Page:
Motor Cortex

imissyou419's version from 2017-01-28 22:43


Question Answer
3 main techniques used to demonstrate function of a particular brain regionstimulation, lesion, recording
What do they use for stimulation?electrical, magnetic, or naturally occuring (epileptic discharge)
What do they use for lesion?electrical, chemical, naturally occuring (stroke, degeneration) to destroy neurons
what do they use for recording?single neurons, evoked potentials, EEG (ElectroEncephaloGraphy), PET (Positron Emission Tomography), fMRI (functional Magnetic Resonance Imaging)
Define motor cortexareas of cortex which LOW INTENSITY electrical stimulation produces skeletal muscles contractions which are contralateral for arm and leg
Location of motor cortexpre-central gyrus
Somatopic organization for motor cortexsomatotopic map on precentral gyrus from medial to lateral: leg, trunk, shoulder, elbow, hand, face, tongue (referred to as distorted motor homunculus) "2 people lying with their feets touching"
Electrically stimulating motor cortex vs. electrically stimulating somatosensory cortex of the region representing the handmotor cortex -> movement of contralateral hand; somatosensory cortex -> tingly of contralateral hand
Which 2 regions of the body have the largest representation?hands and face
What are the 4 evidence for somatotopic organization?1. A somatotropic map was first interred by Hughlings Jackson from observations of epileptic motor seizures (Jacksonian March) (epileptic starts with flexing of fingers, then hand, arms, shoulder and spread up to face, down trunk because of lesion that causes epilespy in finger area);
2. confirmed by electrical stimulation (Penfield);
3. lesion (strokes) in this area lead to paralysis (in extreme cases) and weakness (in lesser cases), spasticity, e.g. a large legion in medial side of right precentral gyrus will cause paralysis of left leg;
4. recording of neural activity (neuron discharge before movement occurs)
What are the 3 evidence that motor cortex representation is for MOVEMENTS, not muscles1. a particular muscle can be activated by stimulating widely dispersed motor cortical sites;
2. Single motor cortical neurons make monosynaptic connections with motoneurons innervating several different muscles;
3. motor cortex microstimulation produce purposeful-like movements (feeding, reaching, defense) (if you stimulated hand, monkey makes purposeful movement such as feeding)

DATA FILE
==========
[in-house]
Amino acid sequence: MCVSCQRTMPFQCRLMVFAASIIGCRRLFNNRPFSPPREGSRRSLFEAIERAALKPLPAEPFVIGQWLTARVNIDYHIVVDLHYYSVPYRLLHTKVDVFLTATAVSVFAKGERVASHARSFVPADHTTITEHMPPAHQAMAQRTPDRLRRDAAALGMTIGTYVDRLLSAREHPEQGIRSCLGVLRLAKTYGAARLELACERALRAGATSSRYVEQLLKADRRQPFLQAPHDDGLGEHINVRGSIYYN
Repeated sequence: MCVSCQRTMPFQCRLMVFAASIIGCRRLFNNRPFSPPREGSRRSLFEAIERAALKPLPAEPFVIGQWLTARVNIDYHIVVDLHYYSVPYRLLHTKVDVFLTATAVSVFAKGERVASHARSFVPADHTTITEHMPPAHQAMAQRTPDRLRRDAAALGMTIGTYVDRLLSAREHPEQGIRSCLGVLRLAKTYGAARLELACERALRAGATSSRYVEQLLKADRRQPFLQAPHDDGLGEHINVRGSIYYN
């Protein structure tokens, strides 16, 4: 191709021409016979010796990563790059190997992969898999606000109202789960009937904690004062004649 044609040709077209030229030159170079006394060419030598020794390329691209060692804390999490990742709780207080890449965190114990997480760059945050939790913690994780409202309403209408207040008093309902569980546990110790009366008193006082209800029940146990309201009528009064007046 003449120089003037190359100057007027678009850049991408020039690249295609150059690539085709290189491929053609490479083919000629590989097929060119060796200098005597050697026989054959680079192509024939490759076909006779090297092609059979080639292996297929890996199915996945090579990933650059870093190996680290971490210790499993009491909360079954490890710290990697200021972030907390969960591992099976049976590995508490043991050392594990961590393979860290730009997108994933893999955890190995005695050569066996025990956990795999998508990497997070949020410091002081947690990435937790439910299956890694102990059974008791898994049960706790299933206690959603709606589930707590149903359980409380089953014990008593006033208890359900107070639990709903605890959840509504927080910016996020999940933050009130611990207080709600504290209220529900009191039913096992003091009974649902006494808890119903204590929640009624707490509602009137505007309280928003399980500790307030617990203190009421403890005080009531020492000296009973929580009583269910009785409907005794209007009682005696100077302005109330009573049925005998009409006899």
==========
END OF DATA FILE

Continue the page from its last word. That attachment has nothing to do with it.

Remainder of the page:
What are the 2 evidence that somatotopic organization is plastic?1. learning (increased in size of finger representation upon learning a complex task); 2. experimental injury (small artery supplying hand region of motor cortex was blocked so neurons died; trained monkeys now had hand representation in adjacent elbow/shoulder region, non-trained monkeys had no hand representation)
What is one explanation for rehabilitation of damaged hand representation?silent synapses for hand in the adjacent region, these silent synapses involved in long term potentiation NMDA receptor lets Ca2+ in which increase sensitivity of Na+ channels, insert existing Na+ channels in membrane, make more Na+ channels - for AMPA (AP), silent synapses can become activate under conditions of training and learning
3 output pathways from motor cortex1. corticospinal (pyramidal tract), 2. corticorubral (to red nucleus), 3. corticoreticular (to reticular formation in pons and medulla)
Corticospinal tract phylogenetic developmentonly occurs in mammals and shows progressive development up mammalian tree especially in primates
Corticospinal tract termination10% of axons make MONOSYNAPTIC connections with alpha motorneurons - go to fingers (90% have interneuron)
Corticospinal tract LESIONmonkeys first appear normal i.e. they can walk, run climb (this is because they have circuits for locomotion in spinal cord, descending pathways from brainstem (corticoreticular, corticorubral), other descending pathways from motor cortex) but there is loss of refined movements (loss of speed and agility in movements/loss of control of force, loss of independent finger movements which is associated with loss of corticospinal monosynaptic connection)
Corticospinal evolutionpyramidal tract/corticospinal tract + DC/ML evolved together up mammalian scale, for accurate identification and manipulation of objects and tool
Effects of a lesion of motor cortex in manweakness or paralysis and spasticity (increased muscle tone - increased resistance to passive movement caused by an increase in stretch reflex, which in turn is partly caused by loss of inhibition from motor cortex)
Lesion in motor cortex has bigger effect than corticospinal tract lesiona stroke will take out everything compared to just cutting the pyramidal tract
What are the 3 findings about the discharge of pyramidal tract neurons1. some discharge before movement onset, 2. discharge preferentially for 1 direction of movement (i.e. biceps does not discharge for extension), 3. discharge proportional to force or rate-of-change of force (increase discharge frequency to produce more force)
Discharge of many pyramidal tract neurons ismuscle-like
What are the factors that cause the time delay between onset of motor cortex discharge and movementconduction time from cortex to spinal cord, time for summation of EPSPs to threshold in alpha motorneurons, conduction time from spinal cord to NMJ, synaptic delay at NMJ (1ms) (50 ms), electrical mechanical coupling time 50ms (time from muscle AP to movement onset i.e. myosin & actin + time for muscle contraction to overcome mass/inertia of limb)

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